Dáil debates

Wednesday, 25 April 2018

Road Traffic (Amendment) Bill 2017: Report Stage (Resumed)


6:20 pm

Photo of Tommy BroughanTommy Broughan (Dublin Bay North, Independent) | Oireachtas source

There is a sense of déjà vuin this debate, particularly the very lengthy start made regarding recommittal to Committee Stage, because we thought approximately one year ago that section 39 of the 2016 Act was in order, signed by the President and would be commenced. There is no question but that amendment No. 29, which the Minister has tabled, is a comprehensive attempt to finally address the issue of unaccompanied drivers. It is a couple of years since a former Minister, Deputy Fitzgerald, gave me information on the number of fatal and serious injury collisions involving unaccompanied drivers from 2012 to November 2016. In 2012 there were seven fatal and 22 serious collisions; in 2013, there were four fatal and ten serious collisions; in 2014, there were eight fatal and 32 serious collisions and in 2015, there were 16 fatal and 24 serious collisions. Up to that time in 2016, in October or November, there had been seven fatal and 24 serious collisions. A total of 49 people have died on our roads this year up to last Monday. If in any other area of transport there were 160 or 170 deaths in a single incident, there would be a major investigation and public inquiry. Due to the nature of road traffic crashes, with one or two people being killed or injured week after week, we in this House do not take the number so seriously.

There are people in the Visitors Gallery tonight who have suffered at the hands of unaccompanied drivers, the subject of the Clancy amendment or section 39 of the 2016 Act, including the representatives of Promoting Awareness Responsibility and Care, PARC, Ms Susan Gray and her son Steven, who lost a husband and father due to a crash involving an unaccompanied learner driver. I also welcome Fiona and Noel Clancy, as well as Louise Doyle. Alec Lee cannot be with us tonight. I agree with Deputy Catherine Murphy that the tenor of the debate last night was disrespectful to the families who have suffered and the tens of thousands of victims of road traffic crashes. It is incumbent on some of those who spoke to remember the incredibly sensitive nature of what has happened and which has traumatised families. These main amendments, and others that Deputy Troy tabled but which seem to have been ruled out of order, seek to remedy an intolerable situation and to try to bring that suffering to an end. Steven Gray was outside this House when he was a little boy asking us to address this issue and here we are finally in 2018 on the cusp, I hope, of doing that.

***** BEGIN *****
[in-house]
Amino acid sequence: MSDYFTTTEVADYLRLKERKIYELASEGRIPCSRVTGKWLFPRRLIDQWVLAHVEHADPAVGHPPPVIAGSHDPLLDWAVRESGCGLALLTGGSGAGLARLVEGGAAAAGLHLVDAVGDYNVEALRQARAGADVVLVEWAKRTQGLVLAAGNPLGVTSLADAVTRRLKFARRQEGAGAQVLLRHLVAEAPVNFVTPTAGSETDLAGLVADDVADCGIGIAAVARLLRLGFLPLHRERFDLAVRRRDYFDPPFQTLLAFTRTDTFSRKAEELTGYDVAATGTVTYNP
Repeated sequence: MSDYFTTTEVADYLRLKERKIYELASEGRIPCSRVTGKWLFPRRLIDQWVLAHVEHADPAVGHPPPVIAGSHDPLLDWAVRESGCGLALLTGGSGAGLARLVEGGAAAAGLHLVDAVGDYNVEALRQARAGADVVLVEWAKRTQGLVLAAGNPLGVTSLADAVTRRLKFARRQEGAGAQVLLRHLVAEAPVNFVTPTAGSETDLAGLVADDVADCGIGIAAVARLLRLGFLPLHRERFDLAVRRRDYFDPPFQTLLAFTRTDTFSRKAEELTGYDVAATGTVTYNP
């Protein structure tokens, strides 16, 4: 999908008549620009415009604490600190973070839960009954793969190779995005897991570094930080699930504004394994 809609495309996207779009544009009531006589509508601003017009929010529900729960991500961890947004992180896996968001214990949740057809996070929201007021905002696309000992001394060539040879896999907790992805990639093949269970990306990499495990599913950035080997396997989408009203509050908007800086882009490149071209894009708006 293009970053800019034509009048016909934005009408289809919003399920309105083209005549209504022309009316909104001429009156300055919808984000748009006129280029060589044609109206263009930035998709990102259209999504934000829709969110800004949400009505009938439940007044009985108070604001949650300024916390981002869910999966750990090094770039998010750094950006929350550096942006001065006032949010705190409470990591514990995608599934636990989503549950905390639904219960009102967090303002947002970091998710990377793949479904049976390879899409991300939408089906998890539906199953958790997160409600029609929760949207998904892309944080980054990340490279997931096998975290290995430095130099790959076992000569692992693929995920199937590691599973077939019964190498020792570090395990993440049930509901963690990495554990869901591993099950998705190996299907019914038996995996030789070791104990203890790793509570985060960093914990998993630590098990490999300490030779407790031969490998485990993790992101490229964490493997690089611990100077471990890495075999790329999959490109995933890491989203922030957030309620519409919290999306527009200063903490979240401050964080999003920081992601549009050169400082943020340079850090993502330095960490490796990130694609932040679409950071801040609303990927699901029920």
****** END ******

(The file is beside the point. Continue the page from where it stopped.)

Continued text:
I listened at great length last night to our colleagues representing Kerry and Tipperary. I know south Kerry fairly well, as the Deputies Healy-Rae know. They mentioned the closure of The Shebeen, the famous pub in Lauragh. I thought also of Bunaw in Kilmakilloge, where Teddy O’Sullivan's bar, a good local hostelry, is still going strong. Rural life is continuing. The bottom line, however, is that 81% of road fatalities are in rural Ireland. Drink-driving is an issue for rural Ireland that we must address. I have always been very sympathetic to supported public transport for rural Ireland. One can take too dismal a view of the situation. I am also familiar with Deputy Mattie McGrath's constituency, having been a couple of times camped in the great town of Clonmel during famous by-elections when I was canvassing for my former party.

The arguments for the 50 mg to 80 mg drink-driving level are pretty overwhelming. Many of the studies we have seen show that people's capacity starts to decline after 20 mg. International studies are pretty conclusive on the point that having drink taken, when one's senses are impaired, is a serious deficiency in respect of operating machinery such as a car. That there are 180 arrests every week for drink driving bears out the fact that we must seek to address this issue. That is why it is right that we have recommitted this Bill to address the key elements that have not been addressed by this House and the Government. We should proceed with the business and go through these amendments as quickly as we can.


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